">
21 posted on 10/08/2007 11:52:41 AM PDT by MrEdd (Ron Paul is Ralph Nader for the right...)
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To: blam
They say that one tenth of the land area of New Mexico could supply the entire US with it's oil needs...let's give them the whole state.

HEY! HEY! HEY!

22 posted on 10/08/2007 11:56:59 AM PDT by Tijeras_Slim
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To: Paladin2

Algae won’t grow in diesel fuel if it is kept dehydrated; it is easily demonstrated using a water glass, a small amount of DF2 and a small amount of water.

When the water is added to the fuel, it simply sinks to the bottom raising the fuel as it floats on the water.

You can easily see the line where they meet and it is at this interface that the algae is allowed to grow.

Once the fuel is being pumped, trace amounts of contamined water and algae are pumped into the filters where they are trapped until they eventually overwhelm the filter and the engine being fed dies of starvation.

Eliminate the water, prevent its entry or dry the fuel with solvents and the problem can be managed.


23 posted on 10/08/2007 12:01:30 PM PDT by Old Professer (The critic writes with rapier pen, dips it twice, and writes again.)
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To: blam

The Bureau of Land Management administers 264 million acres of public lands,
located primarily in the 12 Western States.


24 posted on 10/08/2007 12:02:23 PM PDT by wolfcreek (The Status Quo Sucks!)
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To: According2RecentPollsAirIsGood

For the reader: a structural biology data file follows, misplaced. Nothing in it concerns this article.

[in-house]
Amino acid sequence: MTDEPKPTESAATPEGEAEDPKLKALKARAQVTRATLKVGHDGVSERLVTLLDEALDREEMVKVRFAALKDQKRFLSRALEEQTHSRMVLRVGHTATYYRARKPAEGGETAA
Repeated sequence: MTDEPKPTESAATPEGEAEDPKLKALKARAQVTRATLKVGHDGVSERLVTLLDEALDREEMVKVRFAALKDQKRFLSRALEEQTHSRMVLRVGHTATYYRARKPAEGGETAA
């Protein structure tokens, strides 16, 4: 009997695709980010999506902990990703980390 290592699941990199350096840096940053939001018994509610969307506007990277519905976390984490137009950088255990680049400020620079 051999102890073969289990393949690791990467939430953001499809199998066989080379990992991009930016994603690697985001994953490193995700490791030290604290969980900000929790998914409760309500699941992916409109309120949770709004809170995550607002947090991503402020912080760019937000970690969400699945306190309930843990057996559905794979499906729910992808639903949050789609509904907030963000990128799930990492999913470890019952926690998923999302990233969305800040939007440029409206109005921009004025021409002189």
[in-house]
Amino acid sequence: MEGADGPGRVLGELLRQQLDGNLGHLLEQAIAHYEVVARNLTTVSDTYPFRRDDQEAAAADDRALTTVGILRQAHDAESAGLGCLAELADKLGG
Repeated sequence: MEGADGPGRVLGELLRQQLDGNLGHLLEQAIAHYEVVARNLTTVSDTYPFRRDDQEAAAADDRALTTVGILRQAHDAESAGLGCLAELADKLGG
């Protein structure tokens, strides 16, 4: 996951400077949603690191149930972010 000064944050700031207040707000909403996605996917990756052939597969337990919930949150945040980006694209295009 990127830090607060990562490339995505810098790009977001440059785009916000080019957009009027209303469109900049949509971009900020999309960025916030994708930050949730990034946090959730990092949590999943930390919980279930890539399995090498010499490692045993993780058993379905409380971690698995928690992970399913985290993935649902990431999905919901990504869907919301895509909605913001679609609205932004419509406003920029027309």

The US uses about 20 million barrels of oil a day. There are 42 gallons in a barrel. So that is 840 million gallons per day. That comes out to 306.6 billion gallons per year.

Since one acre yields 100,000 gallons per year of algae oil (which we will presume is equivalent in refined product output to crude oil...which I highly doubt), then we only need 3 million acres to reduce our crude demand to zero.

Since one acre = 0.0015625 square mile, 3,066,00 acres = 4,790.625 square miles. That’s a single square about 69.2 miles per side. And the US is something like 6 million square miles.

So on the face of it, it is not completely ridiculous. But I’m very suspicious of the notion that the energy content of algae oil is equal to that of crude. I also suspect that cultivating algae bags would be quite energy (and water and carbon dioxide and labor) intensive.

Interesting concept though.

jas3


25 posted on 10/08/2007 12:05:42 PM PDT by jas3
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To: According2RecentPollsAirIsGood
Research on algae as a potential energy source is nothing new. But it suffered a setback in 1996 when the U.S. Energy Department cut funding for an algae research program that had been in place since 1978, said Al Darzins,... With energy prices so low at the time, the agency doubted algae would ever be able to compete on cost with traditional petroleum sources, he said.

You mean on Al Gore's watch this very promising research was cut back? For shame!

26 posted on 10/08/2007 12:13:59 PM PDT by edsheppa
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To: Uncledave

renewable energy


27 posted on 10/08/2007 12:18:12 PM PDT by MrEdd (Ron Paul is Ralph Nader for the right...)
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To: Carry_Okie

ping


28 posted on 10/08/2007 12:20:53 PM PDT by B4Ranch (( "Freedom is not free, but don't worry the U.S. Marine Corps will pay most of your share." ))
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To: Old Professer

Didn’t know that, thanks for the tip!


29 posted on 10/08/2007 12:23:25 PM PDT by Paladin2 (We don't fix the problem, we fix the blame!)
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To: According2RecentPollsAirIsGood; RedStateRocker; Dementon; eraser2005; Calpernia; DTogo; ...
Renewable Energy Ping

Please Freep Mail me if you'd like on/off

30 posted on 10/08/2007 12:24:14 PM PDT by Uncledave
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To: According2RecentPollsAirIsGood
I've thought for some time they should consider doing this in the ocean. There's abundant sunlight and "acreage" available out there. It's been shown that algea will bloom in the iron-poor ocean if iron is supplied.